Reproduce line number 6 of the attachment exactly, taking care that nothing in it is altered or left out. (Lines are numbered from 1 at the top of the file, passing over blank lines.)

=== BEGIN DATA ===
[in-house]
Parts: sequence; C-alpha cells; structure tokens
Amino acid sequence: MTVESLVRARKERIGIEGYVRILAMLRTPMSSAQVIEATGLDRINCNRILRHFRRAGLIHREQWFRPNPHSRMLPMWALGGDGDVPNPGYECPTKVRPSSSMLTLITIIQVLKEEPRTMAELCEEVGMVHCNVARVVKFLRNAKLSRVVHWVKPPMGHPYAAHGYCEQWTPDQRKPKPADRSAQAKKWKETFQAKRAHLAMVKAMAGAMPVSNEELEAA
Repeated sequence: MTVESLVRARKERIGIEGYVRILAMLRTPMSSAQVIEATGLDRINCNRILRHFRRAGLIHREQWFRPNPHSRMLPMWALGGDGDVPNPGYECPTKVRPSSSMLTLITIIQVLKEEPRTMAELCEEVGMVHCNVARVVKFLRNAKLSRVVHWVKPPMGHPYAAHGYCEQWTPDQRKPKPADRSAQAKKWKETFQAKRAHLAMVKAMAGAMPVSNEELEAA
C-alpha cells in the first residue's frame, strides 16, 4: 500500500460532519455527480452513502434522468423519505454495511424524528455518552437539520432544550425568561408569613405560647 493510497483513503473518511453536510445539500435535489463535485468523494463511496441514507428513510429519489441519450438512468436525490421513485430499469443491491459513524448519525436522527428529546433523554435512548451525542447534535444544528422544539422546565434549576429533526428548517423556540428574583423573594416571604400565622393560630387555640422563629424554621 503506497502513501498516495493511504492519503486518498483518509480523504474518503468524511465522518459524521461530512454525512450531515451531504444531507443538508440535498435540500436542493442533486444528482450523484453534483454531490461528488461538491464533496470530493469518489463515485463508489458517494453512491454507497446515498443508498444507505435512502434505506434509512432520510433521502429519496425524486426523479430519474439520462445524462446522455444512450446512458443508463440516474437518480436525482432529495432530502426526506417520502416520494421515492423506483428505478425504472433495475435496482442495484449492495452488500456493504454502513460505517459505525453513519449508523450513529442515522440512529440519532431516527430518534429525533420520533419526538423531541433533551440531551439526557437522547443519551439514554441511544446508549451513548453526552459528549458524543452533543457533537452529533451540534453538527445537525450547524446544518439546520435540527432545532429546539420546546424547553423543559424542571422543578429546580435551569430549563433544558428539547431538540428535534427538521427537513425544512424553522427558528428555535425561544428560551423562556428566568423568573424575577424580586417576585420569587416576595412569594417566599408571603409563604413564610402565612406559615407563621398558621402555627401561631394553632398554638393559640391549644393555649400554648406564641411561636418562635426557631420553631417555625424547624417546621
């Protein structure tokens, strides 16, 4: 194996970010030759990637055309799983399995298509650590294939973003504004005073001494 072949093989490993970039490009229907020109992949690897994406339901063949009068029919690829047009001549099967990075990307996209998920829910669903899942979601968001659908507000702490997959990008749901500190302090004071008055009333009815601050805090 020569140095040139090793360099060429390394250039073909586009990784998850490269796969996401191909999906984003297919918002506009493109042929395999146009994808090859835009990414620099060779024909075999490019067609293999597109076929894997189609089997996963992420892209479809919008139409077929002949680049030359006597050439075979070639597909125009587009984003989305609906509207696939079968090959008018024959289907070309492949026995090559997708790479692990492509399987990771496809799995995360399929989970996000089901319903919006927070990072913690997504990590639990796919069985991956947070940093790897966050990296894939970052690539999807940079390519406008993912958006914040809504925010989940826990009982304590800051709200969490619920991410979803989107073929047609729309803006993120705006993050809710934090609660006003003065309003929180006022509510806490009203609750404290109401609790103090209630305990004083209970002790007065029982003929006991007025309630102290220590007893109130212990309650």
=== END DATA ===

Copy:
């Protein structure tokens, strides 16, 4: 194996970010030759990637055309799983399995298509650590294939973003504004005073001494 072949093989490993970039490009229907020109992949690897994406339901063949009068029919690829047009001549099967990075990307996209998920829910669903899942979601968001659908507000702490997959990008749901500190302090004071008055009333009815601050805090 020569140095040139090793360099060429390394250039073909586009990784998850490269796969996401191909999906984003297919918002506009493109042929395999146009994808090859835009990414620099060779024909075999490019067609293999597109076929894997189609089997996963992420892209479809919008139409077929002949680049030359006597050439075979070639597909125009587009984003989305609906509207696939079968090959008018024959289907070309492949026995090559997708790479692990492509399987990771496809799995995360399929989970996000089901319903919006927070990072913690997504990590639990796919069985991956947070940093790897966050990296894939970052690539999807940079390519406008993912958006914040809504925010989940826990009982304590800051709200969490619920991410979803989107073929047609729309803006993120705006993050809710934090609660006003003065309003929180006022509510806490009203609750404290109401609790103090209630305990004083209970002790007065029982003929006991007025309630102290220590007893109130212990309650």